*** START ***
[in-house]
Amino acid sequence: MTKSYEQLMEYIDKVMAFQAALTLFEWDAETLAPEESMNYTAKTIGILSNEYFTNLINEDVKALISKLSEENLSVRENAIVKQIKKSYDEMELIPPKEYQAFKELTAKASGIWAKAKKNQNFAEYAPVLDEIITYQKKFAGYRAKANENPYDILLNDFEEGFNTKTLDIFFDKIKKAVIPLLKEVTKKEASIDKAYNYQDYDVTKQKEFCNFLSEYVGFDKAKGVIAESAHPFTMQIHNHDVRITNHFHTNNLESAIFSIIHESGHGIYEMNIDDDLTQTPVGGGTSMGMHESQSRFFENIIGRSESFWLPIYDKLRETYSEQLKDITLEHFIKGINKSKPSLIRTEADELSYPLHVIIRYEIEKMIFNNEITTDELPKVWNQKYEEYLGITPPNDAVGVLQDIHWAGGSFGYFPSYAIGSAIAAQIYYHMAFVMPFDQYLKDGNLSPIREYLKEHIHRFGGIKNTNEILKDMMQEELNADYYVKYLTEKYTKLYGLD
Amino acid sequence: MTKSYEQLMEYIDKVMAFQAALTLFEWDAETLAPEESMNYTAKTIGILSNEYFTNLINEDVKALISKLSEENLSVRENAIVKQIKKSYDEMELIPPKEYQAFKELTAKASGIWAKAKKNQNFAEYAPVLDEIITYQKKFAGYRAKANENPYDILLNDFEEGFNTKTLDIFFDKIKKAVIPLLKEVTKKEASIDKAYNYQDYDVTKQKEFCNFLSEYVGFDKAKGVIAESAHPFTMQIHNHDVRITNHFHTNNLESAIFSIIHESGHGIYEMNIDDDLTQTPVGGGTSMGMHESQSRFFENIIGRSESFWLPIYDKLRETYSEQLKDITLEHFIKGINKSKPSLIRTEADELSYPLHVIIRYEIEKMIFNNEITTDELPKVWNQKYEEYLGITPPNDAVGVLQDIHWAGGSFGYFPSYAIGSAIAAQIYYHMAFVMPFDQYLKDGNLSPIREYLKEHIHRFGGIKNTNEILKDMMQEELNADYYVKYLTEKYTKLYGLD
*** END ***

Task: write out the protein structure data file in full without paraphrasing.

[in-house]
Amino acid sequence: MTKSYEQLMEYIDKVMAFQAALTLFEWDAETLAPEESMNYTAKTIGILSNEYFTNLINEDVKALISKLSEENLSVRENAIVKQIKKSYDEMELIPPKEYQAFKELTAKASGIWAKAKKNQNFAEYAPVLDEIITYQKKFAGYRAKANENPYDILLNDFEEGFNTKTLDIFFDKIKKAVIPLLKEVTKKEASIDKAYNYQDYDVTKQKEFCNFLSEYVGFDKAKGVIAESAHPFTMQIHNHDVRITNHFHTNNLESAIFSIIHESGHGIYEMNIDDDLTQTPVGGGTSMGMHESQSRFFENIIGRSESFWLPIYDKLRETYSEQLKDITLEHFIKGINKSKPSLIRTEADELSYPLHVIIRYEIEKMIFNNEITTDELPKVWNQKYEEYLGITPPNDAVGVLQDIHWAGGSFGYFPSYAIGSAIAAQIYYHMAFVMPFDQYLKDGNLSPIREYLKEHIHRFGGIKNTNEILKDMMQEELNADYYVKYLTEKYTKLYGLD
Amino acid sequence: MTKSYEQLMEYIDKVMAFQAALTLFEWDAETLAPEESMNYTAKTIGILSNEYFTNLINEDVKALISKLSEENLSVRENAIVKQIKKSYDEMELIPPKEYQAFKELTAKASGIWAKAKKNQNFAEYAPVLDEIITYQKKFAGYRAKANENPYDILLNDFEEGFNTKTLDIFFDKIKKAVIPLLKEVTKKEASIDKAYNYQDYDVTKQKEFCNFLSEYVGFDKAKGVIAESAHPFTMQIHNHDVRITNHFHTNNLESAIFSIIHESGHGIYEMNIDDDLTQTPVGGGTSMGMHESQSRFFENIIGRSESFWLPIYDKLRETYSEQLKDITLEHFIKGINKSKPSLIRTEADELSYPLHVIIRYEIEKMIFNNEITTDELPKVWNQKYEEYLGITPPNDAVGVLQDIHWAGGSFGYFPSYAIGSAIAAQIYYHMAFVMPFDQYLKDGNLSPIREYLKEHIHRFGGIKNTNEILKDMMQEELNADYYVKYLTEKYTKLYGLD